When we left our beloved pals at The Office last season, Jim awkwardly didn’t propose, Andy did awkwardly propose, and Michael was about to become a daddy (sort of) to Jan’s baby, despite the fact that the new HR gal could potentially be his soul mate. And then there was that nasty mess with Ryan being arrested and our sweet little Pam heading off to art school. Ah, memories!
The Dunder Mifflin gang isn’t back to work until next week - Thursday Sept. 25 at 9 p.m. ET to be specific - but in the meantime, enjoy this behind-the-scenes clip and promo.
Also, for those who want to overdose on the Scranton gang, check out the season four DVD set. It’s a must for any Office fan, with more than two hours of deleted scenes, bloopers, and more. Here’s a sample of some of the fun extras on the DVD.
The Office Bloopers:http://www.youtube.com/watch?v=smMlC-78m1w
Fun Run: Deleted Scene: http://www.youtube.com/watch?v=UGINB2WnxdY
Dunder Mifflin Infinity: Deleted Scene: http://www.youtube.com/watch?v=uShy7gCEzkY
Sunday, September 14, 2008
The Justice League, i.e. Oliver Queen, is front and center. And this season, diehard fans of the Superman mythos will be happy, as Clark moves closer to fulfilling his destiny.
Here are some yummy photos from the upcoming show. Tom Welling looks spectacular and well, that other guy, he ain’t too shabby either. (Justin Hartley, I’m kidding.) These photos have upped my excitement level by about 1000 percent.
Friday, September 12, 2008
by Ashley Gouveia
The season two premiere of Terminator: The Sarah Connor Chronicles began right where it left off with Cameron inside the Jeep as it exploded. We learned in the finale that Sarkissian, the holder of the Turk, wasn’t dead after all. He’s the one who put the bomb to make Cameron go boom. But she was back. However, she wasn’t exactly all in one piece.
As the show began, we got our usual “In the future…” intro, but this season it’s not Lena Headey’s voice doing it. Instead, it’s a promo guy’s voice and new images of the characters with Brian Austin Green’s Derek added to the cast. I actually like this intro a lot. But it seems like the opening credits for shows are becoming a dying trend. That’s a shame.
I think all of you know how much I enjoy a good ol’ musical montage. So when I saw that the episode was starting out with one I was excited. The song was appropriately titled “Samson and Delilah,” which was also the title of the episode. Shirley Manson, the new addition to the cast, actually sings that version. I thought the montage was great. It really set the tone of the episode.
Another big question that the finale left us with was; “Why did Cromartie leave Agent Ellison alive?” We finally got an answer to that one. It turned out that Cromartie believes that Ellison will lead him to Sarah. Although he denies that he would ever do the “devil’s work” Cromartie thinks otherwise. It’s interesting to see a Terminator choose not to do something. That lead me to another question I had later on in the episode.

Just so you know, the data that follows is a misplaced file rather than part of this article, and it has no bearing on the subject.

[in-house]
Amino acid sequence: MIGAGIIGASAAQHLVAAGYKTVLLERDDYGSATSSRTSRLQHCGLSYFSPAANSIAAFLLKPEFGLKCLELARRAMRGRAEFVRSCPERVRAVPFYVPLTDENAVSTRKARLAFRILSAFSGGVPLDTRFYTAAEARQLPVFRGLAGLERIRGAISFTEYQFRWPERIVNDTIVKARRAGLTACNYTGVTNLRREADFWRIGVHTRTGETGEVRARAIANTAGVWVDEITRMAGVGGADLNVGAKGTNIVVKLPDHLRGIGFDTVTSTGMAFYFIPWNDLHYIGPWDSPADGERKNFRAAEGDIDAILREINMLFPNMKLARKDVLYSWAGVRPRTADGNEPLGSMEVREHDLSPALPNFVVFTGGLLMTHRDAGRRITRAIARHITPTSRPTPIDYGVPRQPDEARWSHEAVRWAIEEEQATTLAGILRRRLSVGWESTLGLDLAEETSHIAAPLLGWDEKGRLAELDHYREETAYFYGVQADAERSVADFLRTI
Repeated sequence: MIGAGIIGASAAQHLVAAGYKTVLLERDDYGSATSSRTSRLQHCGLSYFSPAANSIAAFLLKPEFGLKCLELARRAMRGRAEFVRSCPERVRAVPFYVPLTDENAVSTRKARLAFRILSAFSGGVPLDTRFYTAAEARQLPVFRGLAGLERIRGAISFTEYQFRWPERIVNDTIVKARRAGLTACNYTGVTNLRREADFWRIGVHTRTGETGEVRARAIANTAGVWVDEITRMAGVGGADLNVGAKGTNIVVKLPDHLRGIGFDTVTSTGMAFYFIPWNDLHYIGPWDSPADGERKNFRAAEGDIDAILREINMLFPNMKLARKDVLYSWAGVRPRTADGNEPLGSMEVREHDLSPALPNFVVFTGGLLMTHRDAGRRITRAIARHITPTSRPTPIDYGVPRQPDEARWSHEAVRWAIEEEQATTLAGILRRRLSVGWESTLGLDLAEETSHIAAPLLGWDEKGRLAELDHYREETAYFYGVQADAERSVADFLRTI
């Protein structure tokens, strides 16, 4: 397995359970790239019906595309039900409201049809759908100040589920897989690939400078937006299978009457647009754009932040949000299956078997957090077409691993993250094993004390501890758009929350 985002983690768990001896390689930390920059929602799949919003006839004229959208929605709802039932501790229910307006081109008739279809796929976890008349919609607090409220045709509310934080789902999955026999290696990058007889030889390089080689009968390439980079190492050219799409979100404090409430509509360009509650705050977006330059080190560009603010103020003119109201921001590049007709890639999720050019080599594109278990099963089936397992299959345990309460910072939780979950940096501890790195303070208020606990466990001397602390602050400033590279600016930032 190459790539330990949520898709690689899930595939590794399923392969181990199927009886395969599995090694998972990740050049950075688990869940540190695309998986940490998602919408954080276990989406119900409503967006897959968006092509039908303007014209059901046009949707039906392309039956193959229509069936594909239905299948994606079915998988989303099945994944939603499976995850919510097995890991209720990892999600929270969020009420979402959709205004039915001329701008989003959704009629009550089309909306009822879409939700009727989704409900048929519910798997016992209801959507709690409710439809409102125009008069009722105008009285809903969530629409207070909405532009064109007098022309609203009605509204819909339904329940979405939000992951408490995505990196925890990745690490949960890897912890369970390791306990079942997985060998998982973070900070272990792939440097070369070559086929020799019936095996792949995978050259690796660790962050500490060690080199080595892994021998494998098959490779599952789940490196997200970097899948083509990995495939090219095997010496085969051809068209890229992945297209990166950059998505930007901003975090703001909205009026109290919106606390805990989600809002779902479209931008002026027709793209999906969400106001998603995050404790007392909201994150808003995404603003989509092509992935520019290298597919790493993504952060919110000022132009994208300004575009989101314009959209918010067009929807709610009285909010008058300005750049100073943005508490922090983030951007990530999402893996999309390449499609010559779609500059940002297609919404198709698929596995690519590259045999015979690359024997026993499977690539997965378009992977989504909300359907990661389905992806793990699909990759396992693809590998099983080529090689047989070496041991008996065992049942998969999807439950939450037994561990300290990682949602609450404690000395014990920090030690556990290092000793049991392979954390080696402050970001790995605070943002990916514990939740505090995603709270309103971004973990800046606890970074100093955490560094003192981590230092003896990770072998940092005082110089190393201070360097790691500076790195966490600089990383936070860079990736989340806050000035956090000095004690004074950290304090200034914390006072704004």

John and Sarah tried to get Cameron’s chip out once but failed. So Sarah thought it would be a good idea to pin her in between two huge trucks. This had to have been my favorite scene of the entire episode. Cameron begged John not to deactivate her, pleading that she was good now, and she ran a test. John was having second thoughts, but Sarah was yelling for him to do it. Then Cameron screamed that she loved him, and that he loved her. I think that was about the time that my jaw hit the floor. After some hesitation John pulled the chip out. Amazing acting by both Summer Glau and Thomas Dekker. I had to immediately rewind my TiVo and watch it again.
The scene after that with John and Derek was great, too. I loved how John was taking a stand. It was also visible that his relationship with his mother has changed. He doesn’t look at her the same way, after they had to kill Sarkissian. I knew that John wasn’t going to be able to burn Cameron. He went against his family and did what he believed was right. He truly believes that Cameron is different than the other Terminators. Is she? She seemed to decide not to kill John, even though her programming initially told her to. We really need an episode about Cameron’s back story, pronto.
The whole hour was action packed, and I can’t wait until next week. It appears that John’s going through a rebellious stage. I don’t think that’s going to sit too well with Mama, since he’s supposed to be the future leader of the resistance and all. Also, how crazy was it that Shirley Manson’s character turned out to be a T-1000? I knew she was too scary to be human.
Commentary with a Co-Ed is a weekly column at Tube Talk new every Friday.
Posted by tube talk girl at Friday, September 12, 2008
Tuesday, September 09, 2008
Do Not Disturb
Premiere Date: September 10, 2008
Airs: Wednesdays at 9:30 p.m. on FOX
by Jennifer Squires Biller